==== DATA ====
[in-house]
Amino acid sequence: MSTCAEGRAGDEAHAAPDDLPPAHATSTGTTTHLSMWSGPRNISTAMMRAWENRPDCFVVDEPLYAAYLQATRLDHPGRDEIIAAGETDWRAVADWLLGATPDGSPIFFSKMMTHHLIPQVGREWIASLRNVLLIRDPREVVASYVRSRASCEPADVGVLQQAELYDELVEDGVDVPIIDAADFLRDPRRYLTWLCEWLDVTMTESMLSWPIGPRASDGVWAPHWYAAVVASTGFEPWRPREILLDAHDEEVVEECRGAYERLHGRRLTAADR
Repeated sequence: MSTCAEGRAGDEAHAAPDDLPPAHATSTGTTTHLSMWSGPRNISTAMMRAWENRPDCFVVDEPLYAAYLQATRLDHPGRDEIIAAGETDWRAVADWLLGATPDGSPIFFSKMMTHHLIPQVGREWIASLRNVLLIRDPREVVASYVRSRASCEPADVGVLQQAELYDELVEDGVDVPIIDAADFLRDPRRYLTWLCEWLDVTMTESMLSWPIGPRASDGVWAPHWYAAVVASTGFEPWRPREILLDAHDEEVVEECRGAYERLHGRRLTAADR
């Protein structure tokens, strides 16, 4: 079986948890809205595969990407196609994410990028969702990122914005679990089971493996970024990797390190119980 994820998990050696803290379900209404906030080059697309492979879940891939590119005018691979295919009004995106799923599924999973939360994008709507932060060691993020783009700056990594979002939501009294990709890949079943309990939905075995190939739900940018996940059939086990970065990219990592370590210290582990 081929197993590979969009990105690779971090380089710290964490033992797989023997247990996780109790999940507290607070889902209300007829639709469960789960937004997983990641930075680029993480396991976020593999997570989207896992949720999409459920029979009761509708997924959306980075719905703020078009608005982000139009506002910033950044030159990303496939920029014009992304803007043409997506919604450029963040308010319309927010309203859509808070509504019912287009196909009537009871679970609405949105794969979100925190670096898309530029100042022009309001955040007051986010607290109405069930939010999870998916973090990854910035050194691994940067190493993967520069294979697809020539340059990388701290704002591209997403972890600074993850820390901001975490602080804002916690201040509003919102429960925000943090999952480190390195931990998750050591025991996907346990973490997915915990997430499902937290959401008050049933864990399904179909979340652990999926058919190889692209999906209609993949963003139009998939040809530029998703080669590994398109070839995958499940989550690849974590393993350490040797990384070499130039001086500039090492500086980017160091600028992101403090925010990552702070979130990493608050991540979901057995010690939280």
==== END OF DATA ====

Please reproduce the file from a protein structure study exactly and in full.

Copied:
[in-house]
Amino acid sequence: MSTCAEGRAGDEAHAAPDDLPPAHATSTGTTTHLSMWSGPRNISTAMMRAWENRPDCFVVDEPLYAAYLQATRLDHPGRDEIIAAGETDWRAVADWLLGATPDGSPIFFSKMMTHHLIPQVGREWIASLRNVLLIRDPREVVASYVRSRASCEPADVGVLQQAELYDELVEDGVDVPIIDAADFLRDPRRYLTWLCEWLDVTMTESMLSWPIGPRASDGVWAPHWYAAVVASTGFEPWRPREILLDAHDEEVVEECRGAYERLHGRRLTAADR
Repeated sequence: MSTCAEGRAGDEAHAAPDDLPPAHATSTGTTTHLSMWSGPRNISTAMMRAWENRPDCFVVDEPLYAAYLQATRLDHPGRDEIIAAGETDWRAVADWLLGATPDGSPIFFSKMMTHHLIPQVGREWIASLRNVLLIRDPREVVASYVRSRASCEPADVGVLQQAELYDELVEDGVDVPIIDAADFLRDPRRYLTWLCEWLDVTMTESMLSWPIGPRASDGVWAPHWYAAVVASTGFEPWRPREILLDAHDEEVVEECRGAYERLHGRRLTAADR
């Protein structure tokens, strides 16, 4: 079986948890809205595969990407196609994410990028969702990122914005679990089971493996970024990797390190119980 994820998990050696803290379900209404906030080059697309492979879940891939590119005018691979295919009004995106799923599924999973939360994008709507932060060691993020783009700056990594979002939501009294990709890949079943309990939905075995190939739900940018996940059939086990970065990219990592370590210290582990 081929197993590979969009990105690779971090380089710290964490033992797989023997247990996780109790999940507290607070889902209300007829639709469960789960937004997983990641930075680029993480396991976020593999997570989207896992949720999409459920029979009761509708997924959306980075719905703020078009608005982000139009506002910033950044030159990303496939920029014009992304803007043409997506919604450029963040308010319309927010309203859509808070509504019912287009196909009537009871679970609405949105794969979100925190670096898309530029100042022009309001955040007051986010607290109405069930939010999870998916973090990854910035050194691994940067190493993967520069294979697809020539340059990388701290704002591209997403972890600074993850820390901001975490602080804002916690201040509003919102429960925000943090999952480190390195931990998750050591025991996907346990973490997915915990997430499902937290959401008050049933864990399904179909979340652990999926058919190889692209999906209609993949963003139009998939040809530029998703080669590994398109070839995958499940989550690849974590393993350490040797990384070499130039001086500039090492500086980017160091600028992101403090925010990552702070979130990493608050991540979901057995010690939280």